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This is purely an Excel sheet question.

I have a time span that is basically a difference between two cells, each containing a date:

I have managed to get the time difference in number of hours and minutes by changing the number format to [h]:mm. Now I would like to get the difference in number of days, hours and minutes. I tried to set the number format to [d]:[h]:[mm] but it is not accepted by Excel.

Here's what I have now:

    A                   B                   C (=A2-A1)
    ----------------    ----------------    ----------
1|  14/10/2011 00:00    17/10/2011 07:50    79:50
2|  14/10/2011 00:00    17/10/2011 11:00    83:00

Here's what I would like to get:

    A                   B                   C (=A2-A1)
    ----------------    ----------------    ----------
1|  14/10/2011 00:00    17/10/2011 07:50    3:7:50
2|  14/10/2011 00:00    17/10/2011 11:00    3:11:00

How can I do that? Is there a number format available for that?

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up vote 12 down vote accepted

You can use TEXT

Note the same effect can be achieved using a simple number format on the cells directly

  • select your range (cells C1, C2 etc)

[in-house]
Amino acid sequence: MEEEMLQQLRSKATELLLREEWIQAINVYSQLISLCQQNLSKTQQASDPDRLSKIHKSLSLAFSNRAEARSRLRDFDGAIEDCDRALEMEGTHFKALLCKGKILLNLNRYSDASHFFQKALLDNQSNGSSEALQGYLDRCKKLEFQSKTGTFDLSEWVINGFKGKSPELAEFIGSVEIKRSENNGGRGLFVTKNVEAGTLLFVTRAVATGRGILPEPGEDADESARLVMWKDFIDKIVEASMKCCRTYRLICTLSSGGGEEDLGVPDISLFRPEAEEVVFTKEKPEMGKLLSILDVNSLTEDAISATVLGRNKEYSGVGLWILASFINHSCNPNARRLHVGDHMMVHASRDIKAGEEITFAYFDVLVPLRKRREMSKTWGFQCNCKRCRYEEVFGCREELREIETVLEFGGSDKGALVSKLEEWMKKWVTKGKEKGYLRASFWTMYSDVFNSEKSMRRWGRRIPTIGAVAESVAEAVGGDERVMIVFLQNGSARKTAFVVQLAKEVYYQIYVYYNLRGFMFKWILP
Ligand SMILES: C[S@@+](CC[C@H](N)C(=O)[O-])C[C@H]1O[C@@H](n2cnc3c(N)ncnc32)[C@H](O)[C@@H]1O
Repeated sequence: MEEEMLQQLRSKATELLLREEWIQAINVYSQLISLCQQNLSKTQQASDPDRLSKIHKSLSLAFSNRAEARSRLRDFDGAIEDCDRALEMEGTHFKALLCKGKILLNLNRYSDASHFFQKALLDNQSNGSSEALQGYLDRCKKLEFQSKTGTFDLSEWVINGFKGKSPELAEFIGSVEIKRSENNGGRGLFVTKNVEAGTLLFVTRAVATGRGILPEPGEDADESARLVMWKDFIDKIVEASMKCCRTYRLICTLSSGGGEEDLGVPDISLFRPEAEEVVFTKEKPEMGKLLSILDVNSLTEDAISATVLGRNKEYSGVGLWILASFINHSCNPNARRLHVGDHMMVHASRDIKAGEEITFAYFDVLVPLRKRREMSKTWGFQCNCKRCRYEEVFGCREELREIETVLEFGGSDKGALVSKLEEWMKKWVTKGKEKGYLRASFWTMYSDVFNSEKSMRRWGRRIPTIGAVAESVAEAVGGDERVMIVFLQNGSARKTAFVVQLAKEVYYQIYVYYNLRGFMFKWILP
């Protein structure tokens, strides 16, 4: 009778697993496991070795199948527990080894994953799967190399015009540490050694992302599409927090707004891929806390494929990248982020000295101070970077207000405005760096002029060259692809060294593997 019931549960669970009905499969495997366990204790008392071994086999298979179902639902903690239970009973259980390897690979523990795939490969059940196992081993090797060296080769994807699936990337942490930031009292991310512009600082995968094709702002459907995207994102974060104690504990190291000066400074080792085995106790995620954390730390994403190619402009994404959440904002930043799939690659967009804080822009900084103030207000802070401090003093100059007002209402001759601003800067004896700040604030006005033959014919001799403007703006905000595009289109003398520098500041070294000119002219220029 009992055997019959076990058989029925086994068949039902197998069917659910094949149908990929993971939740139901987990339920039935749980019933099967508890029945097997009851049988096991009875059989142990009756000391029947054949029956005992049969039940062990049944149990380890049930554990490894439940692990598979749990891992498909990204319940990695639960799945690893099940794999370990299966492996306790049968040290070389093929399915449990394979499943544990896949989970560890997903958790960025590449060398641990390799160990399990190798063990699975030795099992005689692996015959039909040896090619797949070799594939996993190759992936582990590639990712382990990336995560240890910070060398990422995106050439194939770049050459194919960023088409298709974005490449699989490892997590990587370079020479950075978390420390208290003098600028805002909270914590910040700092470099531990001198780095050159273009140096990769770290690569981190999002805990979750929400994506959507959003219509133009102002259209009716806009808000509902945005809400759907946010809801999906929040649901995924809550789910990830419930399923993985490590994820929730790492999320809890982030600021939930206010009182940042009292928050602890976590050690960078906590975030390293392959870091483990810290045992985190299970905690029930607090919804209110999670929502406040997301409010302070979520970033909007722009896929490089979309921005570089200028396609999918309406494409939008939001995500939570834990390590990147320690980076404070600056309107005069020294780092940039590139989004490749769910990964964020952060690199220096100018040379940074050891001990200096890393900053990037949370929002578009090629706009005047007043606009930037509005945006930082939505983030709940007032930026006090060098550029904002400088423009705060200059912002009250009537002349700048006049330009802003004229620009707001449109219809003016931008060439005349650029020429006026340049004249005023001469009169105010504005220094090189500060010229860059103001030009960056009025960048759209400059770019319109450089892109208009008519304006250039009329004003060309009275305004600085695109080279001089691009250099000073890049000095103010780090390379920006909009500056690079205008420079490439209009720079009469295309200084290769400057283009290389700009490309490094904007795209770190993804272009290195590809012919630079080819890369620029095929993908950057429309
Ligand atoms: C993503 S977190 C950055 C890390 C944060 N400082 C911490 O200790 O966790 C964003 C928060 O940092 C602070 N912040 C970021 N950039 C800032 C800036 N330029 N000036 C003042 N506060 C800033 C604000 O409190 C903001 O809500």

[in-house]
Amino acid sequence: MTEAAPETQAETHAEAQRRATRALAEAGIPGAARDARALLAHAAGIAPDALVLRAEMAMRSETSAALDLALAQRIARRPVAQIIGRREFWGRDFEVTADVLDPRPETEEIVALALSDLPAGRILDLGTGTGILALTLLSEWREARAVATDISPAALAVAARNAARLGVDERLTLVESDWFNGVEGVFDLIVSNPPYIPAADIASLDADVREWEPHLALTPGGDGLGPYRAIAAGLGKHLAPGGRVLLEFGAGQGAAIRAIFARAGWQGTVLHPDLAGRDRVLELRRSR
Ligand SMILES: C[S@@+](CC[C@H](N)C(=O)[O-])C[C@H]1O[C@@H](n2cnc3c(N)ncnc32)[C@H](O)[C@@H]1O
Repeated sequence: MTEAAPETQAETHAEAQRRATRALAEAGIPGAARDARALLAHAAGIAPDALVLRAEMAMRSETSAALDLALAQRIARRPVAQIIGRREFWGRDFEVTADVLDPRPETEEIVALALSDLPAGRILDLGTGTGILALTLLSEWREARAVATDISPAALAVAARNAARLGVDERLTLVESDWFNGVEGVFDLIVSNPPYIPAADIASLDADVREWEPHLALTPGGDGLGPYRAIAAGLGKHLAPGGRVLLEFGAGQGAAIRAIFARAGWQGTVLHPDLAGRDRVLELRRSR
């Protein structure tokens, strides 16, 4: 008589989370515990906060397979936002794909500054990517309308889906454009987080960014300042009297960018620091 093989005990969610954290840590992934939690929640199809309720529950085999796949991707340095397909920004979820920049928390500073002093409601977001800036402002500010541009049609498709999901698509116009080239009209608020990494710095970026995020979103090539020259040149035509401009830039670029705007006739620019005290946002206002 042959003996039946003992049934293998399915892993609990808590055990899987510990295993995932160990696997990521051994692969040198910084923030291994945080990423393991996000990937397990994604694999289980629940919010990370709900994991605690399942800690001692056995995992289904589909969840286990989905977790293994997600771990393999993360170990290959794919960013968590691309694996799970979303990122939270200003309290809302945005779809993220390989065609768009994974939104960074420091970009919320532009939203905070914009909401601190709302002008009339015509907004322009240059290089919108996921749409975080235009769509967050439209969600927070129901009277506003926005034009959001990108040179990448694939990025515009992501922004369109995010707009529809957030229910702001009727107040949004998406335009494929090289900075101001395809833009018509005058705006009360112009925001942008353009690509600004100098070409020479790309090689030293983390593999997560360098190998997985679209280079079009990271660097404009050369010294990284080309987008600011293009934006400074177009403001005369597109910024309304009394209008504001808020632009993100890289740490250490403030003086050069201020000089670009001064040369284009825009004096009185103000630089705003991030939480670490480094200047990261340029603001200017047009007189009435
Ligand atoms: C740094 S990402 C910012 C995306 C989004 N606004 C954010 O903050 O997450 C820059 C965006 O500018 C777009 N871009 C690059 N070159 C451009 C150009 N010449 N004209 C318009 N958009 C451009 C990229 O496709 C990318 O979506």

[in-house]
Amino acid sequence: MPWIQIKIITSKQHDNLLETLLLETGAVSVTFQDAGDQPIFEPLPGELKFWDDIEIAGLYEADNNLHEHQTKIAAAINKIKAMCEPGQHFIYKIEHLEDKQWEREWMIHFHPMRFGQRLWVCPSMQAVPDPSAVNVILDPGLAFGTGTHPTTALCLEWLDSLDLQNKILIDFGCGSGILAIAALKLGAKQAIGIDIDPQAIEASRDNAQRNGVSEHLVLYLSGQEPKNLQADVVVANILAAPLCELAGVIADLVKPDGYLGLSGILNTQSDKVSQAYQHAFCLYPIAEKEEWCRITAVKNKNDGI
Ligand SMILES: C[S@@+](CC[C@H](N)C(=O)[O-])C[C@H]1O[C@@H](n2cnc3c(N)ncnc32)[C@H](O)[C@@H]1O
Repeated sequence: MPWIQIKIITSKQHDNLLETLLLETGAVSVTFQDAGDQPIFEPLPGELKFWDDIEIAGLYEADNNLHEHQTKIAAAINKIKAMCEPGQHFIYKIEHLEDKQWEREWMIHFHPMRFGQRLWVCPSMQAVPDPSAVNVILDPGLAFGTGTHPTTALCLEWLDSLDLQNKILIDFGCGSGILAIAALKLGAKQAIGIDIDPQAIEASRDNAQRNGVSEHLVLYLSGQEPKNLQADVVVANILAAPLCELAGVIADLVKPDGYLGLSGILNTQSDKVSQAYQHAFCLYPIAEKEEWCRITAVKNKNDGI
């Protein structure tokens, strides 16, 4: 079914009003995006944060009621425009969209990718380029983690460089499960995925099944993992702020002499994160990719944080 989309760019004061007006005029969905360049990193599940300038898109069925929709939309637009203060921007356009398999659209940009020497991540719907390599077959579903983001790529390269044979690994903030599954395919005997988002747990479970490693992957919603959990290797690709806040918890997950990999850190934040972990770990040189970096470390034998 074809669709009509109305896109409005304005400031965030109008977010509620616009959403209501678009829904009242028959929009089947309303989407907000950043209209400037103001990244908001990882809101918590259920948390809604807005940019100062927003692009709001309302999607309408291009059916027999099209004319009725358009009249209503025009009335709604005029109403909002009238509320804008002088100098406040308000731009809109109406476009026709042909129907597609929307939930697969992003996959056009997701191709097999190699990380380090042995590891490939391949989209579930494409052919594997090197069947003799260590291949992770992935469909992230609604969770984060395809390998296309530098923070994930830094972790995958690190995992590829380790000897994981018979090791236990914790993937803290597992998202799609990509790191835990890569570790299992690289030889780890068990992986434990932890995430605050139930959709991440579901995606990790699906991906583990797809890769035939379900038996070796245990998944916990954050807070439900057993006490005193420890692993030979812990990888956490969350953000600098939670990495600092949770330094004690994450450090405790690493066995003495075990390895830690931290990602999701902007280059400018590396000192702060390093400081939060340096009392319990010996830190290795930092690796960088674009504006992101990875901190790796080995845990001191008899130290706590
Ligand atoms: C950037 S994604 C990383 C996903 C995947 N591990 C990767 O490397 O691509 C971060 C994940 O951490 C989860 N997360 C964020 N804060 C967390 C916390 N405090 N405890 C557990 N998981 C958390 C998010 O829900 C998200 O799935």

• right click and Format Cells
  • Custom
  • Type d:hh:mm

If unlike your example data, your date differences exceed 31 days, then an approach such as =INT(B1-A1)&":"&TEXT(B1-A1,"h:mm")
will work

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Nice, and I would use TEXT(B1-A1; IF(B1-A1>1; "d:hh:mm"; "h:mm")) to get days number only if the time difference is superior to one day. – Otiel Oct 28 '11 at 22:36
the formula as typed in is not accepted in excel – Toshe Feb 20 '14 at 10:57
@tosh what do you mean it is not accepted by Excel? – brettdj Feb 20 '14 at 12:13

Warning: the above only works for ranges less than 31 days. use

=CONCATENATE(TEXT(FLOOR(B1-A1,1),"@")," Days",TEXT(B1-A1," h:mm:ss"))

instead for ranges above 31 days. This will not sort well, so it would be better to do the calculation in one column and then prettify that column for the end result.

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Thanks, that's what I was looking for, when I came here from Google. But it should be "FLOOR(B1-A1,0)" instead, why do you want to keep the fractional part of days? – Konstantin Pereyaslov May 15 '13 at 5:34

The following approach works as well, assuming that your start date is in cell C2 and your end date is in cell D2:

 =TEXT((D2-C2)-MOD(D2-C2,1),"0") & " days " & TEXT(MOD(D2-C2,1),"hh:mm")
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The following is certainly not the shortest formula and not a direct answer to the question but works to show the correct result (also on LibreOffice) in the following format:

# days ## hours ## minutes ## seconds

=CONCATENATE(TEXT(FLOOR(B2-A2,1),"@")," days ", IF(HOUR(A12)-HOUR(A11)<0,HOUR(A12)-HOUR(A11)+24,HOUR(A12)-HOUR(A11))," hours ",IF(MINUTE(A12)-MINUTE(A11)<0,MINUTE(A12)-MINUTE(A11)+60,MINUTE(A12)-MINUTE(A11)), " minutes ", TEXT(B2-A2,"s"), " seconds")
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